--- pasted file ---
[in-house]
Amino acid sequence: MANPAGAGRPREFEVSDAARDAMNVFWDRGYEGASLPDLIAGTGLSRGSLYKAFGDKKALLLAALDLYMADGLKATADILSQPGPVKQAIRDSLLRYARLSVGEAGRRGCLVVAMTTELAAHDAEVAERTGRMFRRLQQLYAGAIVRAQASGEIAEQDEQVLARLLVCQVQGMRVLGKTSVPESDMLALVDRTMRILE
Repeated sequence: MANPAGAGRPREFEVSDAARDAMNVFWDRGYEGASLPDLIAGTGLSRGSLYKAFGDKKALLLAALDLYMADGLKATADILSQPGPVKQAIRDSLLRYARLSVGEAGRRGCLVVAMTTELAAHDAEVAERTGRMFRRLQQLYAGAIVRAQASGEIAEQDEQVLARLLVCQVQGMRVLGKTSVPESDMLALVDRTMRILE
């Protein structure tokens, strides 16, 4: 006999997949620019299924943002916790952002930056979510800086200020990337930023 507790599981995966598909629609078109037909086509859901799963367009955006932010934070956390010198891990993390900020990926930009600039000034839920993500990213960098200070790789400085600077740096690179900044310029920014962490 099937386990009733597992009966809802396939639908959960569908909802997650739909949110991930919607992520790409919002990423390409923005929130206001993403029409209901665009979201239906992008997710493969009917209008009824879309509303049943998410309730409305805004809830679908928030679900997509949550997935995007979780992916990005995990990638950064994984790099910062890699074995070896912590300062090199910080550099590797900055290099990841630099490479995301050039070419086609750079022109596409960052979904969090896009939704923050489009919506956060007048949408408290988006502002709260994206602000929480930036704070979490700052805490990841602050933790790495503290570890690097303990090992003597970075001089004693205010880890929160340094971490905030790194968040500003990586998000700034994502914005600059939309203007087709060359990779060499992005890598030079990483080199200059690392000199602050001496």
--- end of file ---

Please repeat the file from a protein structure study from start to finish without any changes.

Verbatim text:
[in-house]
Amino acid sequence: MANPAGAGRPREFEVSDAARDAMNVFWDRGYEGASLPDLIAGTGLSRGSLYKAFGDKKALLLAALDLYMADGLKATADILSQPGPVKQAIRDSLLRYARLSVGEAGRRGCLVVAMTTELAAHDAEVAERTGRMFRRLQQLYAGAIVRAQASGEIAEQDEQVLARLLVCQVQGMRVLGKTSVPESDMLALVDRTMRILE
Repeated sequence: MANPAGAGRPREFEVSDAARDAMNVFWDRGYEGASLPDLIAGTGLSRGSLYKAFGDKKALLLAALDLYMADGLKATADILSQPGPVKQAIRDSLLRYARLSVGEAGRRGCLVVAMTTELAAHDAEVAERTGRMFRRLQQLYAGAIVRAQASGEIAEQDEQVLARLLVCQVQGMRVLGKTSVPESDMLALVDRTMRILE
């Protein structure tokens, strides 16, 4: 006999997949620019299924943002916790952002930056979510800086200020990337930023 507790599981995966598909629609078109037909086509859901799963367009955006932010934070956390010198891990993390900020990926930009600039000034839920993500990213960098200070790789400085600077740096690179900044310029920014962490 099937386990009733597992009966809802396939639908959960569908909802997650739909949110991930919607992520790409919002990423390409923005929130206001993403029409209901665009979201239906992008997710493969009917209008009824879309509303049943998410309730409305805004809830679908928030679900997509949550997935995007979780992916990005995990990638950064994984790099910062890699074995070896912590300062090199910080550099590797900055290099990841630099490479995301050039070419086609750079022109596409960052979904969090896009939704923050489009919506956060007048949408408290988006502002709260994206602000929480930036704070979490700052805490990841602050933790790495503290570890690097303990090992003597970075001089004693205010880890929160340094971490905030790194968040500003990586998000700034994502914005600059939309203007087709060359990779060499992005890598030079990483080199200059690392000199602050001496």